Death toll from Nova Scotia gunman's rampage climbs to 19
'The innocence of the province cannot be let go of,' says Premier Stephen McNeil
RCMP confirmed Monday that at least 19 people are dead after a lone gunman's rampage, leaving families and communities across Nova Scotia devastated.
Chief Supt. Chris Leather said at a news briefing Monday afternoon that some but not all of the victims were known to the gunman.
Leather said officers are currently at 16 crime scenes spread across Portapique, N.S., and other nearby communities.
He said there were five structure fires and so far they have been unable to fully examine these crime scenes, as most of them are residences and there may be victims still within the remains of those homes which burned to the ground.
He also said that he expects the number of people killed to rise as they investigate these scenes further.
WATCH | Nova Scotia RCMP give an update on the rampage:
Leather said on Monday that police have put in two additional referrals to the province's Serious Incident Response Team (SIRT), which investigates police-involved fatalities. Leather said he could not provide further details, other than to say it involved the "use of force issue."
RCMP Commissioner Brenda Lucki said these incidents did not involve bystanders.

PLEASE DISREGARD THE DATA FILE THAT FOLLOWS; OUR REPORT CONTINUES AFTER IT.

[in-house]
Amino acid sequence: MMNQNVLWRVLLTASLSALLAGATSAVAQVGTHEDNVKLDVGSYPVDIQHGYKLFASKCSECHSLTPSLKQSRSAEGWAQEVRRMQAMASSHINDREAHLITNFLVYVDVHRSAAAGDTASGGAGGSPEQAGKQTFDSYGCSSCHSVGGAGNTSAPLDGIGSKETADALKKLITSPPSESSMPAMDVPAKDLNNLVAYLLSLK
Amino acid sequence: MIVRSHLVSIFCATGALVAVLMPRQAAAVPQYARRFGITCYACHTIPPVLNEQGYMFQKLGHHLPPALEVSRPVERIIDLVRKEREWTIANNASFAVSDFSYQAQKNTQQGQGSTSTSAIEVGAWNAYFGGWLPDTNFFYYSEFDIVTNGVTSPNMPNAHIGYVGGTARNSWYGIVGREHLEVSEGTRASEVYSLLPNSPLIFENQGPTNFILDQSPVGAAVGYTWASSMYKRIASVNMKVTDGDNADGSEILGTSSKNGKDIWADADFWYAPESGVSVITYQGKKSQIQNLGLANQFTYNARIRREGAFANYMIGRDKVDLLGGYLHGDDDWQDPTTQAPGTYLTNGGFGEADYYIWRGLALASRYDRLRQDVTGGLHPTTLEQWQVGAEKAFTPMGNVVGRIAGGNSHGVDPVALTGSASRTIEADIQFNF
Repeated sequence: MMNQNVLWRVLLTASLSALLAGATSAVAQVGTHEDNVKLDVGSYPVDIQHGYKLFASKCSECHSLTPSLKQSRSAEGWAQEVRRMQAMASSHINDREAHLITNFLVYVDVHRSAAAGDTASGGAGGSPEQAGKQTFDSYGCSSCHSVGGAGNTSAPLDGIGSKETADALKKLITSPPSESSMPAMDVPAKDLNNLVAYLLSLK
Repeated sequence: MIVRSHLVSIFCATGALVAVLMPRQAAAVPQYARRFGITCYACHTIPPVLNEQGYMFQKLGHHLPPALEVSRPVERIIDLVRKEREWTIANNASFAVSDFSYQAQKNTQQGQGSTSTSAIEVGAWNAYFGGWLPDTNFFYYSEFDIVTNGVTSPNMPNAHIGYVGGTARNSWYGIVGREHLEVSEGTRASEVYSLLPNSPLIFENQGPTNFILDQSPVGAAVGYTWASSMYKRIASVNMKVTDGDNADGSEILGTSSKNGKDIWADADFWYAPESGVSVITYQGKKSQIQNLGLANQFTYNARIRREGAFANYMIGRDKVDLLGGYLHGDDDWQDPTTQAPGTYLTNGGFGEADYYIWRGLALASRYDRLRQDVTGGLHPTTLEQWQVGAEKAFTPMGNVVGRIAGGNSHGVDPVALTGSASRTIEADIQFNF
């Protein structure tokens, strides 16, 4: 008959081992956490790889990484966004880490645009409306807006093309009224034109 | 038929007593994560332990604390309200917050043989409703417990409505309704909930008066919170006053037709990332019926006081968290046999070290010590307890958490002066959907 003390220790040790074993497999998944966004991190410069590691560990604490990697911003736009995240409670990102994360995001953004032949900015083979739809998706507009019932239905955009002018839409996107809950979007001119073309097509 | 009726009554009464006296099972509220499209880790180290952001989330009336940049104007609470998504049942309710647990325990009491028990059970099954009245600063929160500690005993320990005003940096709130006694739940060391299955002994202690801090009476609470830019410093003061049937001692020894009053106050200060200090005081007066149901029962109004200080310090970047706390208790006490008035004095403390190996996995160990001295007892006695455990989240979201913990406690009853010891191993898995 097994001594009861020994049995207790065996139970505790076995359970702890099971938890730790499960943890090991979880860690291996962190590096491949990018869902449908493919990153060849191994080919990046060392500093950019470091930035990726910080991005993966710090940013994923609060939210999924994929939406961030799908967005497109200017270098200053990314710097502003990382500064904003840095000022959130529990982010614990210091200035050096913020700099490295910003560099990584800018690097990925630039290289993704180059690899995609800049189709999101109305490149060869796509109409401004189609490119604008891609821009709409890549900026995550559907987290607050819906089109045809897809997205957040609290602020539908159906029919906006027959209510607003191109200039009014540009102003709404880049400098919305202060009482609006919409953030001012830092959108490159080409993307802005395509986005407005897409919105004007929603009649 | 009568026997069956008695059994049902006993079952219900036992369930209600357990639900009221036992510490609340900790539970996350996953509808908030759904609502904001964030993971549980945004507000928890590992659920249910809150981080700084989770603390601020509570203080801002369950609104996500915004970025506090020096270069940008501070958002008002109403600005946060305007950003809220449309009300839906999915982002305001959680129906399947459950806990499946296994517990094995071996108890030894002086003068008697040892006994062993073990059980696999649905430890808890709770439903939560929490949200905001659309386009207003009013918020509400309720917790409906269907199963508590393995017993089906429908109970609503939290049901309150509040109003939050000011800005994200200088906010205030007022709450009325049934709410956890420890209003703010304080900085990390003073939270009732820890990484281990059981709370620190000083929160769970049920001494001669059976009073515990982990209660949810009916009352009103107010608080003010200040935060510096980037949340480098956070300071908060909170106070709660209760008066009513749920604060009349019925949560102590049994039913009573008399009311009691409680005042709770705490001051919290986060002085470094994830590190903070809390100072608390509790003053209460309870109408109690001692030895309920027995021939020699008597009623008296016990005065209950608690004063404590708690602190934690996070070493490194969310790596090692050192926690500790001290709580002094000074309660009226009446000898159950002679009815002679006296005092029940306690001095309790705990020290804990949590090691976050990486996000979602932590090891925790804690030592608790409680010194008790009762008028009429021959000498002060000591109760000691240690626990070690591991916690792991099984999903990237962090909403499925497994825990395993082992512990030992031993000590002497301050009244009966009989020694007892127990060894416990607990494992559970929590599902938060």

"No innocent civilians have been harmed in these use-of-force incidents," she said on Monday.
Later in the day, SIRT said they will only be investigating one of the two additional matters referred to them. The other matter is "best investigated by the RCMP."
SIRT says the investigation involves the discharge of firearms by two members of the RCMP while police were continuing their investigation into a gun-related incident.
Pat Curran, interim director with SIRT, told CBC News this incident is separate from the gunman's death.
Lucki also said the man was not well known to police.
She said until they know exactly the cause of each death, she will not comment on the type of weapon the man was in possession of and would not say whether he had a firearms licence.
Gunman had police uniform, fake cruiser
At one point during the 12-hour rampage, the suspected shooter even wore a police uniform and drove a mock-up of a police cruiser.
Leather said the gunman's ability to move around the province undetected was "greatly benefitted" by the fact he had a car made to resemble an RCMP vehicle. But Leather said that vehicle was not a real police cruiser.
He also said that the mock police car was discovered at the crime scene that involved the killing of RCMP Const. Heidi Stevenson, and it was one of the two vehicles fully engulfed in flames.
As for the uniform, Leather said it was still unclear whether it was a very good duplicate or the real thing.
WATCH | Eyewitness describes seeing shooter:
Officer who was shot is out of hospital
Leather said an RCMP officer who was injured, Const. Chad Morrison, is now recovering at home from gunshot wounds.
"This is obviously good news, and we will be there to provide support," he said.
A Facebook post from Morrison said he is doing well and is "overwhelmed" by the calls, messages, cards, flowers, cookies, condolences and offers of help.
"For anybody who is worried about me, there is no need. I am okay and surrounded by love. I consider myself extremely lucky to be alive right now, and I am grateful for everything I have," the post read.